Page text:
Economic Development board, City Council approve Kalahari Resort agreements

The board of directors of the Round Rock Transportation and Economic Development Corporation (TEDCo) and the City Council approved at their respective meetings Thursday, April 26, a series of agreements related to the Kalahari Resorts project.

The most significant are a $40 million construction agreement with Hensel Phelps to construct the City-owned convention center that will be a feature of the project, and a $15 million agreement with Kalahari for the construction of onsite public improvements, that includes roads and water and wastewater lines. Both contracts are with TEDCo. The City Council votes were to authorize the agreements.

TEDCo will issue bonds for the construction, which will be repaid from tax revenues generated by Kalahari Resorts.

Kalahari will hold a groundbreaking for the project on May 15.

The City Council also approved a Convention Center operation lease with Kalahari. The City will own the Convention Center. The lease stipulates that Kalahari is responsible for all operation and maintenance costs. By owning the Convention Center, the City is able to qualify for a rebate of approximately $50 million in hotel-motel tax and sales tax revenues from the State of Texas.

The Council also approved a supplement to the Master Development Agreement with Kalahari. The supplemental agreement provides that the on-site roads will be constructed in two phases instead of one phase.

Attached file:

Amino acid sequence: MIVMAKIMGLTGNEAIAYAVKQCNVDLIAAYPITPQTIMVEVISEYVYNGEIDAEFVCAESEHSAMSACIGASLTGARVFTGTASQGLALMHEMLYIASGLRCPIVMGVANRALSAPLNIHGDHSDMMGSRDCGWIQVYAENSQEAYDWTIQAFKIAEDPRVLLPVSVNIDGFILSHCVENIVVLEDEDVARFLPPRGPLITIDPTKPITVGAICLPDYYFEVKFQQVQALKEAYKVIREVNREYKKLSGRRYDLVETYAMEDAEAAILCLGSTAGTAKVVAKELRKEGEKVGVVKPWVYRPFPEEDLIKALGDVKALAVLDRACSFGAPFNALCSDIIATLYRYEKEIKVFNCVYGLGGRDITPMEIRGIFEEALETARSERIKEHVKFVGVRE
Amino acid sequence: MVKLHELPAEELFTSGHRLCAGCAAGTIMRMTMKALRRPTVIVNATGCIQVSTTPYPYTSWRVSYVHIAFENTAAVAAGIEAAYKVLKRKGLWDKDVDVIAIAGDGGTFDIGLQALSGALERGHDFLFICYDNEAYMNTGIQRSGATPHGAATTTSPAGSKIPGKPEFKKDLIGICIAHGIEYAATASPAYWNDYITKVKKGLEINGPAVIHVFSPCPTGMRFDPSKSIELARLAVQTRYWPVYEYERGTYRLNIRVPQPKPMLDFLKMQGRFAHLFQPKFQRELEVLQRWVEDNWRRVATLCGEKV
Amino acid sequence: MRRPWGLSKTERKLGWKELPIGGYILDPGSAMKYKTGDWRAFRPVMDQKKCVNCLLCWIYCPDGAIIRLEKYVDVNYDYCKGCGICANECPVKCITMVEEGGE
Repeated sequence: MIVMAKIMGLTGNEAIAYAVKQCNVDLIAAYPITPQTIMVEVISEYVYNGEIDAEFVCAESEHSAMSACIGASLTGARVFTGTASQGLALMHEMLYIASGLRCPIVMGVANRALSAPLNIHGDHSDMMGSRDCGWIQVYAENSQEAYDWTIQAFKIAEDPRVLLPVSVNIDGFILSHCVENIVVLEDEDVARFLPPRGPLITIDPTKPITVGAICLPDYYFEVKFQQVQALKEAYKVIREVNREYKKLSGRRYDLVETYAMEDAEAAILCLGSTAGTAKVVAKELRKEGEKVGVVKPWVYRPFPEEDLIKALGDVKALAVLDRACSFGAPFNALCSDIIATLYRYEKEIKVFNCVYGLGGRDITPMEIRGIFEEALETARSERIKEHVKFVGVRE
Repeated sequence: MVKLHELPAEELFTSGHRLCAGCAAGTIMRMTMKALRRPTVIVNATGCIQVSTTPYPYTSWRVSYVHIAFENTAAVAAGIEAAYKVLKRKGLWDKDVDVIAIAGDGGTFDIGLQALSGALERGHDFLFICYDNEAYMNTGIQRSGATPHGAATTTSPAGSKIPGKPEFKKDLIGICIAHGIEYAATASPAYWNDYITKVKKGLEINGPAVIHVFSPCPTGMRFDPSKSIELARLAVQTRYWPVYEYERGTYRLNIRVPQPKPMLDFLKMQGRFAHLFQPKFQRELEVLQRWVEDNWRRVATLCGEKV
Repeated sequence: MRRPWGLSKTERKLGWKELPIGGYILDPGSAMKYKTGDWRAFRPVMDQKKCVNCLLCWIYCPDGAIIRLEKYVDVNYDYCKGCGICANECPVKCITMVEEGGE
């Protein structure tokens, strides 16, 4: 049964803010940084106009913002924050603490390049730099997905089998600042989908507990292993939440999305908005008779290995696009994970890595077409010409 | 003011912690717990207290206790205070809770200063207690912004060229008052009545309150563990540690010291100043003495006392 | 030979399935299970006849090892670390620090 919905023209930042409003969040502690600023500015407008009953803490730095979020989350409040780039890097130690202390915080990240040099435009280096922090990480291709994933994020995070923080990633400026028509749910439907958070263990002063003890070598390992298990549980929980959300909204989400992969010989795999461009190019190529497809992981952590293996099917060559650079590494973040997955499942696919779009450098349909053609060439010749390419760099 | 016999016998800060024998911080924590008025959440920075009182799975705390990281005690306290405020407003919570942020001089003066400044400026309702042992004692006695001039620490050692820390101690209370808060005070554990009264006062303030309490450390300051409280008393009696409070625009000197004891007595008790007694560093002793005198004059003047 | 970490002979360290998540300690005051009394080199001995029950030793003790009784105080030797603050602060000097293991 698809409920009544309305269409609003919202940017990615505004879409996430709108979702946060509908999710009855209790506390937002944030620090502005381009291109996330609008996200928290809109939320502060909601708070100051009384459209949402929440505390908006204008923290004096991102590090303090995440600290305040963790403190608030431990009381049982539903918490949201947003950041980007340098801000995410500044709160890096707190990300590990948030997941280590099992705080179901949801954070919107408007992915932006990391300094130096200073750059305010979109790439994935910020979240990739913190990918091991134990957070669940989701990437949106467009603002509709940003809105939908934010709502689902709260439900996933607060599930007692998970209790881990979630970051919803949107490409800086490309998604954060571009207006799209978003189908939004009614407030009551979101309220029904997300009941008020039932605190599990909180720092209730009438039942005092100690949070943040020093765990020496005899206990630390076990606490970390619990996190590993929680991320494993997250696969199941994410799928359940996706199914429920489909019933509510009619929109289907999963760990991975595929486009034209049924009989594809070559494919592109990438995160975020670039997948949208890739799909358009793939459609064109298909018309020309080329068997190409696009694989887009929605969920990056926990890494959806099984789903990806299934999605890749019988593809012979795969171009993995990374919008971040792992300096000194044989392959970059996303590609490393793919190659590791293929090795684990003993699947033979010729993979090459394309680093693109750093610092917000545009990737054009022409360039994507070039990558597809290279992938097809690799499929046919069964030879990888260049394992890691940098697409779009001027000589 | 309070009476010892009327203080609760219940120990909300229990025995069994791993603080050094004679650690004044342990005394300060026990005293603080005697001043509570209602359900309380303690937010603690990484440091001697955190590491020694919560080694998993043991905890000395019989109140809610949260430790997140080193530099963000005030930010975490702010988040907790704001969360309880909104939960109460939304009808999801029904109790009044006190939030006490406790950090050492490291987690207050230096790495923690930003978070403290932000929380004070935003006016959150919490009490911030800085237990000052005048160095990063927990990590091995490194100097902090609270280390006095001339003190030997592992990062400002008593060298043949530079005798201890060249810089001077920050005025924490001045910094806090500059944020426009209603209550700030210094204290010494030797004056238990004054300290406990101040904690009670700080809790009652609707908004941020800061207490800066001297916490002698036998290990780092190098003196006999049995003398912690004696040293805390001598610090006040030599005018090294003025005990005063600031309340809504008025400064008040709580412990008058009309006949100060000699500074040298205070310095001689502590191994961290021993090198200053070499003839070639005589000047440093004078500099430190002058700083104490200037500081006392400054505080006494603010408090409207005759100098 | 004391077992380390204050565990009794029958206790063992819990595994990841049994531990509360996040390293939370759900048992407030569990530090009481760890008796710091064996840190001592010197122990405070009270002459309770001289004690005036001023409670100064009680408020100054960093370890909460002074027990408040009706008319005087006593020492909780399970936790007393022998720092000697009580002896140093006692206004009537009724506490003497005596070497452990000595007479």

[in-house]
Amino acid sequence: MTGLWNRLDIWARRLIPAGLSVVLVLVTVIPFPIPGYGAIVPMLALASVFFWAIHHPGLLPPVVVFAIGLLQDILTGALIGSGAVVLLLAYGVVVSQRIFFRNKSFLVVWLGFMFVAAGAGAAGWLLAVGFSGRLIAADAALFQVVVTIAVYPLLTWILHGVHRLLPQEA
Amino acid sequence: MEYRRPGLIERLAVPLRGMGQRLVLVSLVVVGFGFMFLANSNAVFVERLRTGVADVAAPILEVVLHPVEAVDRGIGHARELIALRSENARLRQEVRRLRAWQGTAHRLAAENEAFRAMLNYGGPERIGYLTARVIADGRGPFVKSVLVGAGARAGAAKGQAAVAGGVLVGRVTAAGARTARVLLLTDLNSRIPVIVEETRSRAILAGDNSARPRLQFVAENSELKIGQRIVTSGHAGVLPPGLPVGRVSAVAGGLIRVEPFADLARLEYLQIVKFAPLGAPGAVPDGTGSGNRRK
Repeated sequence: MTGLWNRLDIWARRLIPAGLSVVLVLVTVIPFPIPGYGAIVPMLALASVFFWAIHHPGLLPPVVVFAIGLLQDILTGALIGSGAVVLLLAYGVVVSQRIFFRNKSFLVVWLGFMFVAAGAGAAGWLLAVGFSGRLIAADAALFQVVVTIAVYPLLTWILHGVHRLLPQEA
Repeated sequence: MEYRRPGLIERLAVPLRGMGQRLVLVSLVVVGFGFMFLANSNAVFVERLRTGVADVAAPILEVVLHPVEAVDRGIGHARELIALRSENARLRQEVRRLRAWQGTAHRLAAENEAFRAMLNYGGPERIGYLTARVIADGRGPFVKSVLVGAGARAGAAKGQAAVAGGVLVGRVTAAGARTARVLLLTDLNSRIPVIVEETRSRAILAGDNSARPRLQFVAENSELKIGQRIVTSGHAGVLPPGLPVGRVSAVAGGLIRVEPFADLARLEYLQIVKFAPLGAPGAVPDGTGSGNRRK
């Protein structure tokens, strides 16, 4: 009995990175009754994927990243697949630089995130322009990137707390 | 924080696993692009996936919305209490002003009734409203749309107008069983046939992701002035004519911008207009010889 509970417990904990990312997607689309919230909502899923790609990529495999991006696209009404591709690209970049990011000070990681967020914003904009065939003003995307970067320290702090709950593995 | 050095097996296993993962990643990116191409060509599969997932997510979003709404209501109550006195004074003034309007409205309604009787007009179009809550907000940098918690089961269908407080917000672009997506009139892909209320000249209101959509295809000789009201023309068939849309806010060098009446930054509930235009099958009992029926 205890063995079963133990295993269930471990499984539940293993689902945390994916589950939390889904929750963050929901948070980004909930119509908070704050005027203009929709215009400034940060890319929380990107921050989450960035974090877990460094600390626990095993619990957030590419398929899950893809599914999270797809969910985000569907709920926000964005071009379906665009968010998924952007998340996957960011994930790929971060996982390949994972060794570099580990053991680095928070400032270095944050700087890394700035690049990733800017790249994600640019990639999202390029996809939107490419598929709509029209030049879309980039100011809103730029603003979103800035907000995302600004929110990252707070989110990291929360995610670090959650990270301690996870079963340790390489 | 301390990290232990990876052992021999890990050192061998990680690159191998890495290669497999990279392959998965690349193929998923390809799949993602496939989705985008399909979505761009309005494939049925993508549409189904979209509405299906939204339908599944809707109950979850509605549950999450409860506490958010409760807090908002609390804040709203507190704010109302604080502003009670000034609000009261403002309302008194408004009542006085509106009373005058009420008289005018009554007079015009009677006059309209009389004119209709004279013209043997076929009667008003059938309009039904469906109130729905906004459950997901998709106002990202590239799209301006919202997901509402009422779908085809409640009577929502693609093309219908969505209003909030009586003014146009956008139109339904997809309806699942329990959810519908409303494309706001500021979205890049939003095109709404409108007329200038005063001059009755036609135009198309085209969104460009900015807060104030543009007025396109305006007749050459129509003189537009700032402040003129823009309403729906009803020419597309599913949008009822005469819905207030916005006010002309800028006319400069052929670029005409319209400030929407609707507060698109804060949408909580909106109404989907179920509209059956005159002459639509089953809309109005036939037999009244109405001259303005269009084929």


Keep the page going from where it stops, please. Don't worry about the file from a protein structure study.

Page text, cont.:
The Council approved an amendment to the Ground Lease that releases the Convention Center lot from the lease.. The wastewater line that will serve the Convention Center runs under the hotel, and the amendment states Kalahari will be solely responsible for maintenance and repairs of the line.

Kalahari announced in June 2016 its intent to build a resort and convention center in Round Rock. The City Council approved an economic incentive package for Kalahari in December 2016. Zoning for the project was approved at the April 12 City Council meeting.

Kalahari intends to invest at least $350 million in the project, which will create significant property tax revenue to the City, Williamson County and Round Rock ISD.  The City anticipates the project will bring in approximately $4.7 million in annual net, direct tax revenues to the City in the first 10 years of operations. The City believes the development will also attract additional business, development and investment in Round Rock and Williamson County.




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